Home CioAxis The Pretenders: Hackers target companies, posing as CEOs and other C-level Executives

The Pretenders: Hackers target companies, posing as CEOs and other C-level Executives


By John Coletti, Chief Underwriting Officer, Cyber & Technology- North America, AXA XL

In 2017, online digital publications announced the latest threat to consumer safety: hackers using vulnerabilities inside WhatsApp to spread malicious code via files sent using the app. In March 2019, a security researcher announced that a bug in Facebook Messenger gave hackers an open door through the user’s web browser. The bug has since been patched, but the vulnerabilities continue. These days, the targets are much larger. Hackers are now using applications like WhatsApp and Messenger to launch phishing campaigns to target corporations across the globe.

With more businesses using messaging and file-sharing apps to conduct international conference calls, such a move by hackers is a natural next step in cyber warfare. In spite of this, many companies have yet to realize this growing threat to their IT security. This is not surprising given that many businesses are accustomed to thinking of their vulnerabilities through more known methods: typically attacks on servers, phishing emails, and human engineering.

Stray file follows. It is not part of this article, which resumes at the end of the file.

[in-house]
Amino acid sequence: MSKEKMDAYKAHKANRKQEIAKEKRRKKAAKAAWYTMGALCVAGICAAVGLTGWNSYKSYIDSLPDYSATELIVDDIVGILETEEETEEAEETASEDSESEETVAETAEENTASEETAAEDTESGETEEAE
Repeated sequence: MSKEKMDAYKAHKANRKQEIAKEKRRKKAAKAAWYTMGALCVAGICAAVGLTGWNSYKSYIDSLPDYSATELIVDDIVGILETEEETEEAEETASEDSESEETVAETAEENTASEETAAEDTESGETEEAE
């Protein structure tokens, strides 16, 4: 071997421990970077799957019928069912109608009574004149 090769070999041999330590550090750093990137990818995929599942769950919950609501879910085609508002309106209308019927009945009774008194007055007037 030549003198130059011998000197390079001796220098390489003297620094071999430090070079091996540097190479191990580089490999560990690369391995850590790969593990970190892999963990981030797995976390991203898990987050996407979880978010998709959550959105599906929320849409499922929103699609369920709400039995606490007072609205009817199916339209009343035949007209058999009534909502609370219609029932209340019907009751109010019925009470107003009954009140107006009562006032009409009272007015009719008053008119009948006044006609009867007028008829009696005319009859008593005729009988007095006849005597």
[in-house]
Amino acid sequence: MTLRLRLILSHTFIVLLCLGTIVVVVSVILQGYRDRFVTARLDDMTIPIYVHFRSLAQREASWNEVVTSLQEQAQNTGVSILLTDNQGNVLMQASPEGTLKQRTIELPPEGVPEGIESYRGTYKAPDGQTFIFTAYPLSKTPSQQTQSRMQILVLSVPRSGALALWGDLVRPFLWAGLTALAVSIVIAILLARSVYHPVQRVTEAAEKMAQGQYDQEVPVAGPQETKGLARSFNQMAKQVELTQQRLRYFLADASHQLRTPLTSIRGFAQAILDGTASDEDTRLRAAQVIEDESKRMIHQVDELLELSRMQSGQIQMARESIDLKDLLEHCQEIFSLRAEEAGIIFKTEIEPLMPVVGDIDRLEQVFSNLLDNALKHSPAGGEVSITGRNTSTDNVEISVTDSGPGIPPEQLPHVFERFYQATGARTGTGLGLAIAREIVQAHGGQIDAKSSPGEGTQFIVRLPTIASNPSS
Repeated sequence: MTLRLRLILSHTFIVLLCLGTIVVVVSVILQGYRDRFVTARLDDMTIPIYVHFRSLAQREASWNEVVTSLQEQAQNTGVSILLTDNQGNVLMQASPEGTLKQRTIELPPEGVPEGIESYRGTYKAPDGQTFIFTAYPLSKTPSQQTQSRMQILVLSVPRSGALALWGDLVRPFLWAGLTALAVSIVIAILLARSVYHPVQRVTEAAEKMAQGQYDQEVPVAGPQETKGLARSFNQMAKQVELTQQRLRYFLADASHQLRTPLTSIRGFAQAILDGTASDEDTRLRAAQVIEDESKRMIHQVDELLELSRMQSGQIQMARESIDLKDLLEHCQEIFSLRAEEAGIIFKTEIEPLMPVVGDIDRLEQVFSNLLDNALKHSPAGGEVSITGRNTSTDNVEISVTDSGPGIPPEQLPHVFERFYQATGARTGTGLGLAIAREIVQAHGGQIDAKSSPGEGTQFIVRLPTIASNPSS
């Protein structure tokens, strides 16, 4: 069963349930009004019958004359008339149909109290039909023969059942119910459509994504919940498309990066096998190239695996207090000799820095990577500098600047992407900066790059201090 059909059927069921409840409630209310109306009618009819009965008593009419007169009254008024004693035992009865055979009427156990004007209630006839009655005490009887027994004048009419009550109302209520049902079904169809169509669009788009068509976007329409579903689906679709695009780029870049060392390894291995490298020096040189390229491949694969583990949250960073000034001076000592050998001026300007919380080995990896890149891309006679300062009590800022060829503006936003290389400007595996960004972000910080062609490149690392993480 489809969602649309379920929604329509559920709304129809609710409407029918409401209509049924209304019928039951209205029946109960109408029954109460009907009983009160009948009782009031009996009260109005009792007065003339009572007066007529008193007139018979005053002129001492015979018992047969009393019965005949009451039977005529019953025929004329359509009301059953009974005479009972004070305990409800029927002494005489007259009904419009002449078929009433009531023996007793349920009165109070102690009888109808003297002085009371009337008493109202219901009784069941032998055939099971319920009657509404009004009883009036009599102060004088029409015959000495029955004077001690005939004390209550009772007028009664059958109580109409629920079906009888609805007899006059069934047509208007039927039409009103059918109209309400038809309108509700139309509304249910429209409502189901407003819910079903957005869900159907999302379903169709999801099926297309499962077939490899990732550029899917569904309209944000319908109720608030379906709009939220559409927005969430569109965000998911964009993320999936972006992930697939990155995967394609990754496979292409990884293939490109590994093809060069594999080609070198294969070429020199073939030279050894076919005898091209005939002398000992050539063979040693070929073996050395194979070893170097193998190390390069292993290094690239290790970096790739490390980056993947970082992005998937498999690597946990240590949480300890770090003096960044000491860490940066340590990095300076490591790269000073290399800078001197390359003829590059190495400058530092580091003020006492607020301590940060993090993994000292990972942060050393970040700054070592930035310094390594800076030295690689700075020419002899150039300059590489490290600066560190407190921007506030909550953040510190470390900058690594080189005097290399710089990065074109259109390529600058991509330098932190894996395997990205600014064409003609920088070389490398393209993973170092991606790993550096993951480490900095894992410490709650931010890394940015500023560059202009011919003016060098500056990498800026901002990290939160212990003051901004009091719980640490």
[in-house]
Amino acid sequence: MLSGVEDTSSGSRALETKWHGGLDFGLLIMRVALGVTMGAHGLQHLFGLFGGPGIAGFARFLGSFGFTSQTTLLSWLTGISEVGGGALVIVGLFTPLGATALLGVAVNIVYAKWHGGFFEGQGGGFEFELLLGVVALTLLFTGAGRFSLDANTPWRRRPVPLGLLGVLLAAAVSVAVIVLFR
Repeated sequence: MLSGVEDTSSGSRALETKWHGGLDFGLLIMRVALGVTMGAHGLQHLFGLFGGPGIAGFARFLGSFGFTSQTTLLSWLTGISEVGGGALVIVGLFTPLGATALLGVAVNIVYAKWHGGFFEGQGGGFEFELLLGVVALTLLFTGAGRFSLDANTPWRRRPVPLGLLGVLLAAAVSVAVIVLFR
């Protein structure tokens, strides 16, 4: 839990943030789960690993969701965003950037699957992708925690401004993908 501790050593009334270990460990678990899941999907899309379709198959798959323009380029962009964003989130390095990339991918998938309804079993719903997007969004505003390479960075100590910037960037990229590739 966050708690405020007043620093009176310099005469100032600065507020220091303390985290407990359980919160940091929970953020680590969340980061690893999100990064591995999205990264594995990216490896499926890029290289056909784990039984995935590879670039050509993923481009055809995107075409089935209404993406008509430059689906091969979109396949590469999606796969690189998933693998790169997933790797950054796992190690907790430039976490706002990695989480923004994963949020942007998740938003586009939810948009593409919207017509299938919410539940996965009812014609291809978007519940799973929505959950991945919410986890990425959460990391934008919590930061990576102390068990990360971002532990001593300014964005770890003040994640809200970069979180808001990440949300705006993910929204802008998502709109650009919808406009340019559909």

What methods are attackers using?

Hackers have taken their methods and applied them in new territory. A recent report reveals that 71 percent of all fraudulent transactions in the second quarter of 2018 came from mobile banking apps or more broadly used apps and platforms like Facebook Messenger and WhatsApp. By exploiting vulnerabilities in phone and message apps, hackers are expanding their reach.

Such attacks are not new. In 2017, Kaspersky Lab reported that hackers have been attacking banks and government institutions in over 40 countries using “legitimate and reputable applications.” Even with tighter security controls around company servers and networks, hackers have figured out ways to step up their use of apps as a means to gain entry. In one recent case, a message was sent via a company’s WhatsApp account, purportedly from the company CEO. The message:”I need to inform you of a confidential acquisition regarding a payment that I need you to secure on my behalf. I am on the line with my lawyer now, can I give you a call shortly?”

However, the CEO was not making the request. It was the work of hackers, who had used a weakness in WhatsApp technology to send the message. Fortunately, the request was never fulfilled. The staff member who received the message reported the suspicious request to the IT department, who was able to determine the request was fraudulent.

In addition, the company had protocols in place that would have thwarted any money from making it into the hands of hackers. Their procedure for approving financial transactions involved three steps requiring sign-off from designated people and phone verification.

Unfortunately, not all companies can avoid falling victim to hackers, even with stringent authorization protocols in place. Bitcoin exchange Binance was victim of a large-scale security breach in May 2019 in which hackers diverted $40 million in bitcoin. Using several methods of attack, hackers obtained user information, including two-factor authentication codes, which allowed them account access.

From there, the thieves were able to withdraw 7,000 bitcoin from the company’s internet-connected wallet.